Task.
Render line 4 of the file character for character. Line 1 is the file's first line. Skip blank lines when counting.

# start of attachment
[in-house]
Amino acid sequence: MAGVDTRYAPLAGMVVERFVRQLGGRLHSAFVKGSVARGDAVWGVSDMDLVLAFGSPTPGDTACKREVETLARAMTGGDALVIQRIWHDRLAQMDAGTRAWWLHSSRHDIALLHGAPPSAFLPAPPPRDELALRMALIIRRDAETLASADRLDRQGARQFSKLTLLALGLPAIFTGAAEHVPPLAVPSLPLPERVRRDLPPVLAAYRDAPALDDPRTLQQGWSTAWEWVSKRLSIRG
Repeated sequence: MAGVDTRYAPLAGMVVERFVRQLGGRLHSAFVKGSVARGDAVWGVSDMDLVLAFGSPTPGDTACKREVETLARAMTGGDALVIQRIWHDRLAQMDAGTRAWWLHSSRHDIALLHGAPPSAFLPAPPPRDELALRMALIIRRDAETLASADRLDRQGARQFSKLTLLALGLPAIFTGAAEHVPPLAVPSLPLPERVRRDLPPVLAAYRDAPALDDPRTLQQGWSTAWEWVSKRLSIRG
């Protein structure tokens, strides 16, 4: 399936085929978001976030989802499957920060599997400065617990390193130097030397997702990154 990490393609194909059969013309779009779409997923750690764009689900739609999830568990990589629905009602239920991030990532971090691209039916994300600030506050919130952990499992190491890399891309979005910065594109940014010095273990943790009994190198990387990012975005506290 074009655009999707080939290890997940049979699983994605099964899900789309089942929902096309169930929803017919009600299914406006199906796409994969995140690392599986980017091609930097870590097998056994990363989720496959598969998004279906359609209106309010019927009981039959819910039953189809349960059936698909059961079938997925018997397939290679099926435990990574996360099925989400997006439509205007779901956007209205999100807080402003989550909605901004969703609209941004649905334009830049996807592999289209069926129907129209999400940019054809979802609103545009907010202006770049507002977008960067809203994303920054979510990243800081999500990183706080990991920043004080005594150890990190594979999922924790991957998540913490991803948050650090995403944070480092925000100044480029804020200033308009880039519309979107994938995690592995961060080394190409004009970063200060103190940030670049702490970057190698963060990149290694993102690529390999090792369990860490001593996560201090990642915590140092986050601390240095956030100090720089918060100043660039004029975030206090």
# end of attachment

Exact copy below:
């Protein structure tokens, strides 16, 4: 399936085929978001976030989802499957920060599997400065617990390193130097030397997702990154 990490393609194909059969013309779009779409997923750690764009689900739609999830568990990589629905009602239920991030990532971090691209039916994300600030506050919130952990499992190491890399891309979005910065594109940014010095273990943790009994190198990387990012975005506290 074009655009999707080939290890997940049979699983994605099964899900789309089942929902096309169930929803017919009600299914406006199906796409994969995140690392599986980017091609930097870590097998056994990363989720496959598969998004279906359609209106309010019927009981039959819910039953189809349960059936698909059961079938997925018997397939290679099926435990990574996360099925989400997006439509205007779901956007209205999100807080402003989550909605901004969703609209941004649905334009830049996807592999289209069926129907129209999400940019054809979802609103545009907010202006770049507002977008960067809203994303920054979510990243800081999500990183706080990991920043004080005594150890990190594979999922924790991957998540913490991803948050650090995403944070480092925000100044480029804020200033308009880039519309979107994938995690592995961060080394190409004009970063200060103190940030670049702490970057190698963060990149290694993102690529390999090792369990860490001593996560201090990642915590140092986050601390240095956030100090720089918060100043660039004029975030206090």